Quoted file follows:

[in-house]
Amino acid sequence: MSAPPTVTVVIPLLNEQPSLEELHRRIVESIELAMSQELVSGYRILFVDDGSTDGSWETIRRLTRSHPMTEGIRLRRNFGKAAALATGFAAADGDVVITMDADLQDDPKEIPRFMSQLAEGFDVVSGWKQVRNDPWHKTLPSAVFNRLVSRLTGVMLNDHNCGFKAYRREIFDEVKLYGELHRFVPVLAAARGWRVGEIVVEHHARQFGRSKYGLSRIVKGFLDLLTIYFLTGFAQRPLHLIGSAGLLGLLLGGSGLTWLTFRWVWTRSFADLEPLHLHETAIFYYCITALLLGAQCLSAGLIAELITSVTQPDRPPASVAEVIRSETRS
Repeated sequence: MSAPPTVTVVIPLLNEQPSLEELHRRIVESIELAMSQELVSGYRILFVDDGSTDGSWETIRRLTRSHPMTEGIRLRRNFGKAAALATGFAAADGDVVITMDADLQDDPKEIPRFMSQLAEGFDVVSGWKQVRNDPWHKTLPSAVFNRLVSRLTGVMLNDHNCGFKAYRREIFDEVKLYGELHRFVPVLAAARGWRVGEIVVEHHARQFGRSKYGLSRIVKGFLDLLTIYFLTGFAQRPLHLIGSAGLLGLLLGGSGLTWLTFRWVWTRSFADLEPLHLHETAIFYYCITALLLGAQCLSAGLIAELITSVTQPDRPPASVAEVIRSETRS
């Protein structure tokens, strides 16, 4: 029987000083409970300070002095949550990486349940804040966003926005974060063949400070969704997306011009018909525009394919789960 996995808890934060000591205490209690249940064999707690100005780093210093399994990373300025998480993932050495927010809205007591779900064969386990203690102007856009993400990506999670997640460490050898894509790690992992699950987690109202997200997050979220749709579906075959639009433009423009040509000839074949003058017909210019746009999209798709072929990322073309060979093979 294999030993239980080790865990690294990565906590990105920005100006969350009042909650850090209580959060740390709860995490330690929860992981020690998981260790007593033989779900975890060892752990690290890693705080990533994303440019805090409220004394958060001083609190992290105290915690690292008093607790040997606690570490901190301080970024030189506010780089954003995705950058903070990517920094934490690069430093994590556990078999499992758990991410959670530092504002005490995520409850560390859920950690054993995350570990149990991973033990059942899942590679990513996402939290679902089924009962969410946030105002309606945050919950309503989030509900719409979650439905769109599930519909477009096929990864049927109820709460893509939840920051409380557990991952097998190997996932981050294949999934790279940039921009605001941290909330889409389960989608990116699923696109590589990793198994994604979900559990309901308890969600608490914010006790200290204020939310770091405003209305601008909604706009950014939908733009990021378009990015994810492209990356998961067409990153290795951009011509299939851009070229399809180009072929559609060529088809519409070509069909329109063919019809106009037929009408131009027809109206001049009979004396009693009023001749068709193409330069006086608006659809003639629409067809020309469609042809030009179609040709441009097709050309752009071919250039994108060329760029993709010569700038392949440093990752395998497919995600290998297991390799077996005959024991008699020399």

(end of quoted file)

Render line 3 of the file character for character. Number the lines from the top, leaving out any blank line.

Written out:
Repeated sequence: MSAPPTVTVVIPLLNEQPSLEELHRRIVESIELAMSQELVSGYRILFVDDGSTDGSWETIRRLTRSHPMTEGIRLRRNFGKAAALATGFAAADGDVVITMDADLQDDPKEIPRFMSQLAEGFDVVSGWKQVRNDPWHKTLPSAVFNRLVSRLTGVMLNDHNCGFKAYRREIFDEVKLYGELHRFVPVLAAARGWRVGEIVVEHHARQFGRSKYGLSRIVKGFLDLLTIYFLTGFAQRPLHLIGSAGLLGLLLGGSGLTWLTFRWVWTRSFADLEPLHLHETAIFYYCITALLLGAQCLSAGLIAELITSVTQPDRPPASVAEVIRSETRS